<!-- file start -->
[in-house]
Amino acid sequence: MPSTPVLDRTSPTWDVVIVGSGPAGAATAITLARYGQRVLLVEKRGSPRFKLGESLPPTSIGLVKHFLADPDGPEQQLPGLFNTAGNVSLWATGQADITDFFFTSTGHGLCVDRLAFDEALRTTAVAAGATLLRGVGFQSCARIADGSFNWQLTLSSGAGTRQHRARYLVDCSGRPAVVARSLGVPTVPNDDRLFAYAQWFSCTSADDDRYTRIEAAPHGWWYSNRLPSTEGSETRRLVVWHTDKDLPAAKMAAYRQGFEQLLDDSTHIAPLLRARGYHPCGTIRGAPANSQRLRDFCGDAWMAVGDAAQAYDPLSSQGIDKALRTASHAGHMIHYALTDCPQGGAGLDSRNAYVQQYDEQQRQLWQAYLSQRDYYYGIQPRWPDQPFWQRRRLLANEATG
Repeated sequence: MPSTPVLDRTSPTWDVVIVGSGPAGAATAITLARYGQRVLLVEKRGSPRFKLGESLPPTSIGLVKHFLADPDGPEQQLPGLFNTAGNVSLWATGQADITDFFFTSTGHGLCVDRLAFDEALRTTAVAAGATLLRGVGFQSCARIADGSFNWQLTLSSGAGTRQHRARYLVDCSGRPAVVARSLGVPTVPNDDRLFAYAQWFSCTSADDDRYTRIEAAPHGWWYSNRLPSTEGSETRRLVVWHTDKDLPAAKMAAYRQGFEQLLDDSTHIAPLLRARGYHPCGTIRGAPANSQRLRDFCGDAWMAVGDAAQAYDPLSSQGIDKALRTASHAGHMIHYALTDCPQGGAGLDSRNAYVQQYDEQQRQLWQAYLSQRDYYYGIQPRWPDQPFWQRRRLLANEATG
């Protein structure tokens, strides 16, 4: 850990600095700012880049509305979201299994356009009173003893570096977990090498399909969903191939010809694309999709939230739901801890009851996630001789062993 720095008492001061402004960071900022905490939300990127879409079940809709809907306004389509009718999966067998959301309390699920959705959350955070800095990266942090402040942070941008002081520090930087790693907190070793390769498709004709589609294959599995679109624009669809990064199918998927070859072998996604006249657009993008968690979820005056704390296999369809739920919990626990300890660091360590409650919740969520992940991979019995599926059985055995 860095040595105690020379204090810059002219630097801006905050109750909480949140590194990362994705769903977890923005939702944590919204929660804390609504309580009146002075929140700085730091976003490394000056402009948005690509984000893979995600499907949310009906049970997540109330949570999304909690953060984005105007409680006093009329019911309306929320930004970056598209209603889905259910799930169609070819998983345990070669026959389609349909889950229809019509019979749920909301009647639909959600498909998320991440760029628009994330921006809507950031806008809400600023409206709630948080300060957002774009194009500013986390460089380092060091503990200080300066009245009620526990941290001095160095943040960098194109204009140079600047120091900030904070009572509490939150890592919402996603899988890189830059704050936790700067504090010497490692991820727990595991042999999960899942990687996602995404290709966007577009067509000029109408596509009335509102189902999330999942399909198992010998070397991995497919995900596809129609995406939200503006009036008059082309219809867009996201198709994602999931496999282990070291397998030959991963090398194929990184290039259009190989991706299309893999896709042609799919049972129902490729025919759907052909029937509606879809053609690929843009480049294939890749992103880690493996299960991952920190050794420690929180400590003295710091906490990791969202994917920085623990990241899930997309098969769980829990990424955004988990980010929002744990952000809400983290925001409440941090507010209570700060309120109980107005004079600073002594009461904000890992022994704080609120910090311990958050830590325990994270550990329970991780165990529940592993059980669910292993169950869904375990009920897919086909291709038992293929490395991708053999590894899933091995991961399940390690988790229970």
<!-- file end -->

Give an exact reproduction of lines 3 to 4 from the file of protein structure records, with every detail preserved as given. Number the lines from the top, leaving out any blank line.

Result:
Repeated sequence: MPSTPVLDRTSPTWDVVIVGSGPAGAATAITLARYGQRVLLVEKRGSPRFKLGESLPPTSIGLVKHFLADPDGPEQQLPGLFNTAGNVSLWATGQADITDFFFTSTGHGLCVDRLAFDEALRTTAVAAGATLLRGVGFQSCARIADGSFNWQLTLSSGAGTRQHRARYLVDCSGRPAVVARSLGVPTVPNDDRLFAYAQWFSCTSADDDRYTRIEAAPHGWWYSNRLPSTEGSETRRLVVWHTDKDLPAAKMAAYRQGFEQLLDDSTHIAPLLRARGYHPCGTIRGAPANSQRLRDFCGDAWMAVGDAAQAYDPLSSQGIDKALRTASHAGHMIHYALTDCPQGGAGLDSRNAYVQQYDEQQRQLWQAYLSQRDYYYGIQPRWPDQPFWQRRRLLANEATG
């Protein structure tokens, strides 16, 4: 850990600095700012880049509305979201299994356009009173003893570096977990090498399909969903191939010809694309999709939230739901801890009851996630001789062993 720095008492001061402004960071900022905490939300990127879409079940809709809907306004389509009718999966067998959301309390699920959705959350955070800095990266942090402040942070941008002081520090930087790693907190070793390769498709004709589609294959599995679109624009669809990064199918998927070859072998996604006249657009993008968690979820005056704390296999369809739920919990626990300890660091360590409650919740969520992940991979019995599926059985055995 860095040595105690020379204090810059002219630097801006905050109750909480949140590194990362994705769903977890923005939702944590919204929660804390609504309580009146002075929140700085730091976003490394000056402009948005690509984000893979995600499907949310009906049970997540109330949570999304909690953060984005105007409680006093009329019911309306929320930004970056598209209603889905259910799930169609070819998983345990070669026959389609349909889950229809019509019979749920909301009647639909959600498909998320991440760029628009994330921006809507950031806008809400600023409206709630948080300060957002774009194009500013986390460089380092060091503990200080300066009245009620526990941290001095160095943040960098194109204009140079600047120091900030904070009572509490939150890592919402996603899988890189830059704050936790700067504090010497490692991820727990595991042999999960899942990687996602995404290709966007577009067509000029109408596509009335509102189902999330999942399909198992010998070397991995497919995900596809129609995406939200503006009036008059082309219809867009996201198709994602999931496999282990070291397998030959991963090398194929990184290039259009190989991706299309893999896709042609799919049972129902490729025919759907052909029937509606879809053609690929843009480049294939890749992103880690493996299960991952920190050794420690929180400590003295710091906490990791969202994917920085623990990241899930997309098969769980829990990424955004988990980010929002744990952000809400983290925001409440941090507010209570700060309120109980107005004079600073002594009461904000890992022994704080609120910090311990958050830590325990994270550990329970991780165990529940592993059980669910292993169950869904375990009920897919086909291709038992293929490395991708053999590894899933091995991961399940390690988790229970």